This past Friday, February 23 marked the 20th anniversary of this blog. While Drew McManus often remembers the anniversary better than I do, I did recall the anniversary was coming up prior to the actual date.
When I first started back in 2004, I used a platform provided by my internet service provider for a total of two entries. It was quickly clear that their set up was not suitable for blogging. I ended up switching to Movable Type which I stayed on for awhile until Drew McManus invited me to join the Inside The Arts platform. I am glad he did because the technical requirements for maintaining the blog were quickly outstripping my ability and interest.
Happily, Drew was far more skilled in such things. And while his focus on expanding his business to provide websites and ticketing CRM for arts organizations led to the sunsetting his blog, Adaptistration, his company embodies the same approach as his blog–providing useful tools and advice for arts and cultural organizations. At one time you might have read his posts or attended conference sessions on how to effectively use Google Analytics or analyze 990 filings for orchestra compensation. Now he focuses on making it easier for customers to learn about organizations, events, and feel comfortable rather than overwhelmed purchasing tickets.
While I didn’t initially mean to make this post an ad for his company, I have known Drew a long time, and our conversations have informed many of my posts. (He recently commented in a Zoom conference that I was the attendee he had known the longest and met in person the least.)
However, my initial inspiration to start blogging was another Andrew — Andrew Taylor, who writes the Artful Manager blog. I actually wrote to him with a comment on one of his posts shortly before starting my blog and he included my response in a later post. (Mine is the one about Chick tracts) I was so thrilled, I made it the subject of my second blog post.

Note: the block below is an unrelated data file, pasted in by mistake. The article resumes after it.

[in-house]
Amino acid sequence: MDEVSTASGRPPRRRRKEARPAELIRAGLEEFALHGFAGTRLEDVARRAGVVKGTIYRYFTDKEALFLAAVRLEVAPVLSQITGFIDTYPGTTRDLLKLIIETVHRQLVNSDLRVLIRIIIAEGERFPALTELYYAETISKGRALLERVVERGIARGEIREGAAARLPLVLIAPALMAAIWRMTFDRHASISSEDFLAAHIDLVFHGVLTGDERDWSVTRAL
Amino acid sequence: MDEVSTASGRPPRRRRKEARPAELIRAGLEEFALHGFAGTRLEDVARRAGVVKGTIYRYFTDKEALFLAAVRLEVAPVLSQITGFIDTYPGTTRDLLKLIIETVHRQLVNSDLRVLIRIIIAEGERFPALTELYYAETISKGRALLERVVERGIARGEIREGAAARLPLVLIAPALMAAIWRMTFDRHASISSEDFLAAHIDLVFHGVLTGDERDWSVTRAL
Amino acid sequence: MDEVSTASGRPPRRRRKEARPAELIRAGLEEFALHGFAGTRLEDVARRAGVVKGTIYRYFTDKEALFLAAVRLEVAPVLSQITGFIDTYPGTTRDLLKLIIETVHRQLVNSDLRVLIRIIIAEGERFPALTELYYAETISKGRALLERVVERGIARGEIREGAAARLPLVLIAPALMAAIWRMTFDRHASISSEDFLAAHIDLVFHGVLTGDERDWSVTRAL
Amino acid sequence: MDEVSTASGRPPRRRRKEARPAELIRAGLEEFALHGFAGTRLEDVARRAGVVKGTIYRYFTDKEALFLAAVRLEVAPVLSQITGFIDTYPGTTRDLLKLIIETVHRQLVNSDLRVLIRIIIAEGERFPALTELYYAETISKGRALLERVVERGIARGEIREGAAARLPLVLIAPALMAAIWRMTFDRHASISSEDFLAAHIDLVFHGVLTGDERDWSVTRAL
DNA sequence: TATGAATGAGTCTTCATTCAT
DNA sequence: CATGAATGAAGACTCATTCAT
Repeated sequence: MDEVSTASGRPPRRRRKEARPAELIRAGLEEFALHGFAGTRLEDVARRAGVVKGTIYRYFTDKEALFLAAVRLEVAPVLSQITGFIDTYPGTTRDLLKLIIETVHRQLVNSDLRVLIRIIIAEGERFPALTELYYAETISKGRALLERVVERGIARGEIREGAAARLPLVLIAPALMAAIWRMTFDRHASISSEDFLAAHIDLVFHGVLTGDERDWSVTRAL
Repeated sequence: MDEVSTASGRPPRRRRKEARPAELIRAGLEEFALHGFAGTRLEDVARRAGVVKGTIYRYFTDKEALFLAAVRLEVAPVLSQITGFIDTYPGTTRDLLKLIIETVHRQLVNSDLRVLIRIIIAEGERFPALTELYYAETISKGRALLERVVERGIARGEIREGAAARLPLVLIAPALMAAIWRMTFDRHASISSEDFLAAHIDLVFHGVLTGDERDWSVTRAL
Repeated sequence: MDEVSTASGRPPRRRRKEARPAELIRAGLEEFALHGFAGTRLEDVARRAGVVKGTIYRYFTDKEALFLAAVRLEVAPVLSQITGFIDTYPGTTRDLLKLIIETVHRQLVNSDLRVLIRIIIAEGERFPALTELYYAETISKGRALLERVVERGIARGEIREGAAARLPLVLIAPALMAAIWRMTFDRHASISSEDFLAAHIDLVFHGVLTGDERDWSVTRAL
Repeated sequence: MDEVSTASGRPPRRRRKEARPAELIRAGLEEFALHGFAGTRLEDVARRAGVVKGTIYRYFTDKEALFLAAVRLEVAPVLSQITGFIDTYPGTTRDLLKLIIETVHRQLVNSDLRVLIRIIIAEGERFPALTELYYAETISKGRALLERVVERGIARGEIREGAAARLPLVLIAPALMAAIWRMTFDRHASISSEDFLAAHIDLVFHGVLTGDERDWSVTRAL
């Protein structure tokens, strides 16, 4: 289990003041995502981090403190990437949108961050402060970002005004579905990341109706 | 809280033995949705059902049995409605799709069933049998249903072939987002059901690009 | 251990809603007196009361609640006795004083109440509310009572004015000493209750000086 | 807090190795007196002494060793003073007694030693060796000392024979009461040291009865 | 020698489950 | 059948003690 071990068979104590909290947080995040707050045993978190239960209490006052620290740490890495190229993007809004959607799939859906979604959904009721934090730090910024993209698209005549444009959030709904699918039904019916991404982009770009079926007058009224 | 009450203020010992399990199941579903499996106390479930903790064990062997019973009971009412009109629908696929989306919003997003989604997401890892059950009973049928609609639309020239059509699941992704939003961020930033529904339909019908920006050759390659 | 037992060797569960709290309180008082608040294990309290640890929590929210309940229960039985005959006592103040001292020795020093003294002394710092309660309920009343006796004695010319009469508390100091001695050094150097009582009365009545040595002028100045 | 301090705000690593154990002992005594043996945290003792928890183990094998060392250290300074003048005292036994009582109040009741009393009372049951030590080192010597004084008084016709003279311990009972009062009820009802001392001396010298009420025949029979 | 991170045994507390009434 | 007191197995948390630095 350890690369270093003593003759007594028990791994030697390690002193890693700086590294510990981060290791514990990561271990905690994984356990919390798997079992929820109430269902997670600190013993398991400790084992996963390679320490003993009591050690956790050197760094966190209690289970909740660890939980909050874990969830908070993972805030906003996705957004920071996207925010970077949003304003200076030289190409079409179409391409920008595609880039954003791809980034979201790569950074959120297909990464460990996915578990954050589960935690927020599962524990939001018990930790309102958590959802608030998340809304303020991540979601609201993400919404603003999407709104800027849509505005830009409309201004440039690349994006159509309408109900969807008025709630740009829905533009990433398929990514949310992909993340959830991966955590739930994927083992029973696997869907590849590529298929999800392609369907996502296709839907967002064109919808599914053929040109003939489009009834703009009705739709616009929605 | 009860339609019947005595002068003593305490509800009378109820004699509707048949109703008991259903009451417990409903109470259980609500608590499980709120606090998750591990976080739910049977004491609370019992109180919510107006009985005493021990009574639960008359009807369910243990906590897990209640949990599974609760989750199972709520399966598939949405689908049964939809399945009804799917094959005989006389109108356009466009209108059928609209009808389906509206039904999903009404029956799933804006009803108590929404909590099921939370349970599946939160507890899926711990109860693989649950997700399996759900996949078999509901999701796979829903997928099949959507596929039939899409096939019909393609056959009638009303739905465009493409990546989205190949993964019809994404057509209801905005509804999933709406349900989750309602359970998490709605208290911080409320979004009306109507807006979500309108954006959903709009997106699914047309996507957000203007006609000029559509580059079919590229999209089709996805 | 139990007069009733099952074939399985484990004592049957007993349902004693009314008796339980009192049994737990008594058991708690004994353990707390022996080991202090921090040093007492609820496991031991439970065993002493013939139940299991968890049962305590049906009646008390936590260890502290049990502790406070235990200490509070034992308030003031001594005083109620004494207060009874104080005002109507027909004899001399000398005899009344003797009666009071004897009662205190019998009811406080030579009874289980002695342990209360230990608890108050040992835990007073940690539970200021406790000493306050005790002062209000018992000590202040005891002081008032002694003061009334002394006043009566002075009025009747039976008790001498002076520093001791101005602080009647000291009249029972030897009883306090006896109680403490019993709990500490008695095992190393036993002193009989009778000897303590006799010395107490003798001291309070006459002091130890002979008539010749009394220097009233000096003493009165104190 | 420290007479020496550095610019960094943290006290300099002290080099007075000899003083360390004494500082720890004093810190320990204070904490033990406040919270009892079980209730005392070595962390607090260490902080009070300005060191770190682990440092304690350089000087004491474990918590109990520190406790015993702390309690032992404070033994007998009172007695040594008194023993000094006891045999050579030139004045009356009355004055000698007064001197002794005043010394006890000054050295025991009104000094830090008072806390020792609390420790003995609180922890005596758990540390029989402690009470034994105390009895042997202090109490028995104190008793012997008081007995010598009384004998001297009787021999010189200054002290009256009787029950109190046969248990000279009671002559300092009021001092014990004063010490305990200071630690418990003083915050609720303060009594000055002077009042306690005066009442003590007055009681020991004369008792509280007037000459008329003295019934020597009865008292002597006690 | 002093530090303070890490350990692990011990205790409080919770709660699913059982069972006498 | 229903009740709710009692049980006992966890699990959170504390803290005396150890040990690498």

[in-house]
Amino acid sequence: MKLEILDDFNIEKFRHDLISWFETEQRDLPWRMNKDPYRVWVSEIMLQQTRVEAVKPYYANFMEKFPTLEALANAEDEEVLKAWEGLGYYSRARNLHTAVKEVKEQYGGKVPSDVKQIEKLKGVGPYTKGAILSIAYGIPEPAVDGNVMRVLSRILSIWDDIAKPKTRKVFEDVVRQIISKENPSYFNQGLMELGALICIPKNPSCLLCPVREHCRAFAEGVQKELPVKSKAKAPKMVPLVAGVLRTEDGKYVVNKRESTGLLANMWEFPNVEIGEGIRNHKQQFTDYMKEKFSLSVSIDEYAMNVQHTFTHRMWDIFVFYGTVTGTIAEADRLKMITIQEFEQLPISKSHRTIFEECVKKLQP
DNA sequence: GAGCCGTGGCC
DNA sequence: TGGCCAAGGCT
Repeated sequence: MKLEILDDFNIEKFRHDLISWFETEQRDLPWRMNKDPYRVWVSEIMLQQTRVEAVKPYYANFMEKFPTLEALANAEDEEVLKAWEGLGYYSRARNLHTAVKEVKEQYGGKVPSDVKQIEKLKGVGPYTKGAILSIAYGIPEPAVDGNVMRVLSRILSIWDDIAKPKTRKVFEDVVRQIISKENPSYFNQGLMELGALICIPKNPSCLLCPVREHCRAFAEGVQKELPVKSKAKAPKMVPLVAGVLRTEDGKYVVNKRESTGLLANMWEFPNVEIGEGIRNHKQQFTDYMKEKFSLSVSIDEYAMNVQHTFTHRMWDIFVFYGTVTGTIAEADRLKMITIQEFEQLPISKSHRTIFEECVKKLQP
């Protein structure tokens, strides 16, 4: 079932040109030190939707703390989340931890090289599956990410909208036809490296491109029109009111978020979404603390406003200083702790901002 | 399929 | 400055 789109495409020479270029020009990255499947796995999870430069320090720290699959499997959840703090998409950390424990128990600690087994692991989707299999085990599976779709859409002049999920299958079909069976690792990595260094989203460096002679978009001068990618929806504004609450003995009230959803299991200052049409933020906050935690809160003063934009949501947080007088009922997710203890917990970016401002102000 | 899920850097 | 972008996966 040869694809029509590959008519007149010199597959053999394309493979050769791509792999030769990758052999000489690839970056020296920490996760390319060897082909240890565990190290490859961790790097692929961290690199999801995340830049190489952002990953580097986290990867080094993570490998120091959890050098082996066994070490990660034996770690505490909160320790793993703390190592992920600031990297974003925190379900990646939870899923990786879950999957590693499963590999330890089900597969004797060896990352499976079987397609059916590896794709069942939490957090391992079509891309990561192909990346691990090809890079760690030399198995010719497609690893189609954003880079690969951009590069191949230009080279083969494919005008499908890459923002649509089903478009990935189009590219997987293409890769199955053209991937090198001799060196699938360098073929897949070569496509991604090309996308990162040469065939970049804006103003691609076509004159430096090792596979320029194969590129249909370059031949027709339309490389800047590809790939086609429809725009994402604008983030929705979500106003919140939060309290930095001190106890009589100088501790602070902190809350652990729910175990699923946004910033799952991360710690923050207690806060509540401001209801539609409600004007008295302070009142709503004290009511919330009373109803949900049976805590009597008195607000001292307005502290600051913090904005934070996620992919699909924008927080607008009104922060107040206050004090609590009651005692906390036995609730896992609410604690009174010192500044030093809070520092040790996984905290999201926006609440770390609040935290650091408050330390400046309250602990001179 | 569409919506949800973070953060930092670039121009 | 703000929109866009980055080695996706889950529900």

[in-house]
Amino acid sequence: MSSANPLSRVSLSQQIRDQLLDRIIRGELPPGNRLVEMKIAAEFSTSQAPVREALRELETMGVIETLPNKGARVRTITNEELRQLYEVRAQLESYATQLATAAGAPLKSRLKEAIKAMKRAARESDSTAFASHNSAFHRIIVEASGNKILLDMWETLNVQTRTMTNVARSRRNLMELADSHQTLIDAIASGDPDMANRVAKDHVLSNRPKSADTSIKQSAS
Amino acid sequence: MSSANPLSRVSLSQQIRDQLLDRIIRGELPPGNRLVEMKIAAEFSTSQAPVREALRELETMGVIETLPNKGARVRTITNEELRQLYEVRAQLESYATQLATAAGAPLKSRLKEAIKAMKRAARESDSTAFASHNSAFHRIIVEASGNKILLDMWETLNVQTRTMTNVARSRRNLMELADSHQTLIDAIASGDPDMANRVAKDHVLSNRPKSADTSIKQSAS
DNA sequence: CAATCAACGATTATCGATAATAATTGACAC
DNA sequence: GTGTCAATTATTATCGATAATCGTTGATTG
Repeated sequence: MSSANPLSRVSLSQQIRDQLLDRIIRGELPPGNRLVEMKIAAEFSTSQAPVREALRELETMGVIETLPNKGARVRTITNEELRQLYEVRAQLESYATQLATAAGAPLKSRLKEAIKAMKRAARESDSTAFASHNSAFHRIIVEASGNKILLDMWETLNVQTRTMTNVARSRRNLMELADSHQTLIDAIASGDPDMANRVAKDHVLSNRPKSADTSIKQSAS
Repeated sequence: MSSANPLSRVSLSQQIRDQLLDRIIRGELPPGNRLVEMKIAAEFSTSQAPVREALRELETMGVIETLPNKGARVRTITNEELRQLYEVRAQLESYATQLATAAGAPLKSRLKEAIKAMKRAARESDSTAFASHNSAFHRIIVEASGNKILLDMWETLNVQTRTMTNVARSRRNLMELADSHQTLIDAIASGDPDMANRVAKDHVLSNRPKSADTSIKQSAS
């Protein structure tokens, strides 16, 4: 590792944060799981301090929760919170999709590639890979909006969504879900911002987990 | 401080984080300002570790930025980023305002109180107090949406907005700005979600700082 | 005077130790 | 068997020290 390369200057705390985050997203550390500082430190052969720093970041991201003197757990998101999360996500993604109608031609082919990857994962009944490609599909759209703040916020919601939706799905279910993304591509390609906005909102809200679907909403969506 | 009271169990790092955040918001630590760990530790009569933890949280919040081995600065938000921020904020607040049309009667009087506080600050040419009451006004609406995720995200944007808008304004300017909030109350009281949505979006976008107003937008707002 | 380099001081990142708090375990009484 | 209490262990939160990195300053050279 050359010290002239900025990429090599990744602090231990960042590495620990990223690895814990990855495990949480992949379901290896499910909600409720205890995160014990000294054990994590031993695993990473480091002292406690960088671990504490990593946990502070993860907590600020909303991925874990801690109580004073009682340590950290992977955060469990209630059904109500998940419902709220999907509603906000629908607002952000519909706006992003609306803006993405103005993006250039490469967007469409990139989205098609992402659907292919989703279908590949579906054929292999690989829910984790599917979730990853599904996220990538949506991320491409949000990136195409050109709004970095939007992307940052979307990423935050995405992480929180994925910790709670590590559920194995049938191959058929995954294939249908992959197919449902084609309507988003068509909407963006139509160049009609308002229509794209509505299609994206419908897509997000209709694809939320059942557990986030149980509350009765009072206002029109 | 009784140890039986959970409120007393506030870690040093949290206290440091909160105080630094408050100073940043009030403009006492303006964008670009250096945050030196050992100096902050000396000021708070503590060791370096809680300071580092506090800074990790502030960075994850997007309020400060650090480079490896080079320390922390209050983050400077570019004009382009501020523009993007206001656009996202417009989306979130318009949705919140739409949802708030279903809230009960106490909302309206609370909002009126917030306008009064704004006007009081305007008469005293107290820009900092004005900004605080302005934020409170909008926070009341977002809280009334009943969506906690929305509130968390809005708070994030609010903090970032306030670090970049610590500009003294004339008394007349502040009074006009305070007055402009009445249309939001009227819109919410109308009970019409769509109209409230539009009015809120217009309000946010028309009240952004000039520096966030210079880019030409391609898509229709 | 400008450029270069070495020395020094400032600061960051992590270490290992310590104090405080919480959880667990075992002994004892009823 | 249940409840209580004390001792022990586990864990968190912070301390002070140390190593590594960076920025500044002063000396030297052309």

There have been a lot of people who have influenced my thinking over the years. At the risk of overlooking some important ones, I will cite Carter Gilles and Nina Simon as being among those who have helped to shift my thinking and improve the way I operate professionally. The point being, this blog hasn’t emerged from a vacuum but stands on the shoulders of giants who have come before.
When I look back at some of my earlier posts, I have to cringe at some as I compare where I am now philosophically and professionally. Certainly others have stood the test of time. This blog does reflect much of the general thought about how arts and cultural organizations should operate so it is also a testament to how the general thought has evolved over the last two decades.
My view is that things have been moving in a more constructive direction in terms of being more audience and community-centric. This has manifested in orientations toward welcoming and inclusivity for community members, but also staff and volunteers. There have been increased implementation of policies to create better work environments for employees at all levels, including interns and apprentices.
Yes, there are still a ton of hostile work environments out there. You don’t have to look far or hard to find stories about organizational leaders who seem to be intentionally doing the worst they can to make people miserable. I have written about a lot of them. But you can absolutely see examples of organizations who are breaking away from the long seated mentality of the show must go on even if it destroys you/you have to pay your dues like I did/suffer for your art.
Thanks to all of you who have been reading all the while